Here are a some excerpts from Victor and my comments on them:

Then in the absence of an armed rival group to fight the security forces, the need does not arise for physical suppression, maintenance of high security zones and for the security forces to get involved in the management of day to day matters. Along with the cessation of war assassinations, disappearances, abductions and arrests will cease.

The problem is the word 'absence' here. When will one be satisfied with finality that there is now an 'absence' of the armed rival group? It is predicted that the weeding out process will continue for a long time and my prediction is that the final result of the weeding out might be the total annihilation of the Tamil people.

Victor also seems to have completely subscribed to the now popular notion that once the armed rival group is gone the ethnic conflict will be gone. We will have a rosy Sri Lanka.

(After the defeat of the armed rival group) the democratic outlets which were hitherto closed will gradually be opened. The freedom of expression will be restored. They will get an opportunity to carefully review the issues pertaining to their struggle and assess the reasons that led to the defeat of the Tamil struggle, comprehend the true rights that they should fight for and the right course of action to be adopted etc.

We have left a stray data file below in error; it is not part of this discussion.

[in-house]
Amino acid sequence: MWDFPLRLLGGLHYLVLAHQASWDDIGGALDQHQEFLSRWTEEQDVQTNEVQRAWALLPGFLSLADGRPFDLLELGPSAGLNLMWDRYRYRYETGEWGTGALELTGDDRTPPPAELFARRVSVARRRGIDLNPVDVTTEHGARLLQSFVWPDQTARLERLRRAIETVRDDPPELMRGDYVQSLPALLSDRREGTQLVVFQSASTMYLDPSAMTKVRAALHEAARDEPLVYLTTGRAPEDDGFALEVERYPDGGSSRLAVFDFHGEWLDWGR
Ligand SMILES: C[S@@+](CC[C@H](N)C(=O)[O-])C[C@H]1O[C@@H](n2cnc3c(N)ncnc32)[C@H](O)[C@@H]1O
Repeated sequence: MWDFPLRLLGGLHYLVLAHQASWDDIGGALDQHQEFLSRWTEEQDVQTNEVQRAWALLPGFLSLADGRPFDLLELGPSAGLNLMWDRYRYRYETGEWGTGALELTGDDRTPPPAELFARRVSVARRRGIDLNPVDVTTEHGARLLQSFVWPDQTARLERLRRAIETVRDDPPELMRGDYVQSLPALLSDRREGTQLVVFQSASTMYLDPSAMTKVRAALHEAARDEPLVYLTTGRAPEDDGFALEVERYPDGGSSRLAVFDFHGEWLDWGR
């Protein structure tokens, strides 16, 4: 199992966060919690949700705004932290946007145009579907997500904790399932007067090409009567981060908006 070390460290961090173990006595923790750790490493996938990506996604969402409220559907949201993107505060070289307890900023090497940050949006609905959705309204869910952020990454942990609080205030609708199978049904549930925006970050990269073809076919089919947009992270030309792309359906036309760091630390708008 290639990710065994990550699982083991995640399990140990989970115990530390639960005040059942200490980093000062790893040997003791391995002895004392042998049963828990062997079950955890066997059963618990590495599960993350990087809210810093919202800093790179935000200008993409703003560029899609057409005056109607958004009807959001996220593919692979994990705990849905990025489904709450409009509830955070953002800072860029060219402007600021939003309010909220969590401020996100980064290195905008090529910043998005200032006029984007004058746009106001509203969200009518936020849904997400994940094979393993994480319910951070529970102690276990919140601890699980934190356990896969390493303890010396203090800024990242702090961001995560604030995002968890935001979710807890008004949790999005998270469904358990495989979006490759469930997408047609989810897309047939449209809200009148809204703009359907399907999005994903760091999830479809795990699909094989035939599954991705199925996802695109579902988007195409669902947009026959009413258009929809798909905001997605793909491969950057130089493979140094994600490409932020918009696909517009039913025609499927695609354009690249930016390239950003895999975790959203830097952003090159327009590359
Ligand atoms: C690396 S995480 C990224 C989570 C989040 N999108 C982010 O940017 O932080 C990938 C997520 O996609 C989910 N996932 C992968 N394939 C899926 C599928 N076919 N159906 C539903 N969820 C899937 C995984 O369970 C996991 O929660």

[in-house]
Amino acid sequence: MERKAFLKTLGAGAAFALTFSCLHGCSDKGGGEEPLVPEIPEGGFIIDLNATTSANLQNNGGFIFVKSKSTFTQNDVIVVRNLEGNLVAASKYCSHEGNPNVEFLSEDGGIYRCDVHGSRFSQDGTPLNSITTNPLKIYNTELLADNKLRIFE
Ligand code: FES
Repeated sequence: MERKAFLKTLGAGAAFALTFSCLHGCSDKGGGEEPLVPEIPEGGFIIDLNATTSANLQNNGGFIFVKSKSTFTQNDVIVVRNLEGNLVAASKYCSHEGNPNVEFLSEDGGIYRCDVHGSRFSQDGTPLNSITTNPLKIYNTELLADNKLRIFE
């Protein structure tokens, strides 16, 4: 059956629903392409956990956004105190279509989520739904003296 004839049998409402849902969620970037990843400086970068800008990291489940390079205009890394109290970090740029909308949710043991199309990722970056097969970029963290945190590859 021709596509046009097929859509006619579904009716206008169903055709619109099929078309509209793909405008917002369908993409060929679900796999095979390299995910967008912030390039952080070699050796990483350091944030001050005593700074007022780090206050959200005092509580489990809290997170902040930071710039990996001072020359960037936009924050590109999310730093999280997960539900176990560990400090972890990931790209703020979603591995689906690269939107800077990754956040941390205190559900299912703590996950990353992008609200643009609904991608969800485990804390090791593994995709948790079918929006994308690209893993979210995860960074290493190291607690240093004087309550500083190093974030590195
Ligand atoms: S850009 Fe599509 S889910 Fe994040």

And then what Mr Ivan? What do you think the right course of action will be? What are the ‘true’ rights that the Tamils should fight for? How should they ‘struggle’? Another armed movement? Or Parliamentary politics? Or Provincial council politics? Tell us which one? Or is it the option that the Tamil people become slowly assimilated with the 'Sri Lankan' society? But you are the one who is quite sure that there will be nothing new offered to the Tamil people? So where does this comment come from Victor?

Victor says the LTTE was never serious about internal self determination. Sad. And probably true. But is that an excuse for the South not working on a solution? Of course he does think that there will not be anything new offered to the Tamil people. That can’t be helped according to Victor probably. That’s your fate he seems to tell people like me.

Tuesday, September 23, 2008

White Van Abduction Legalised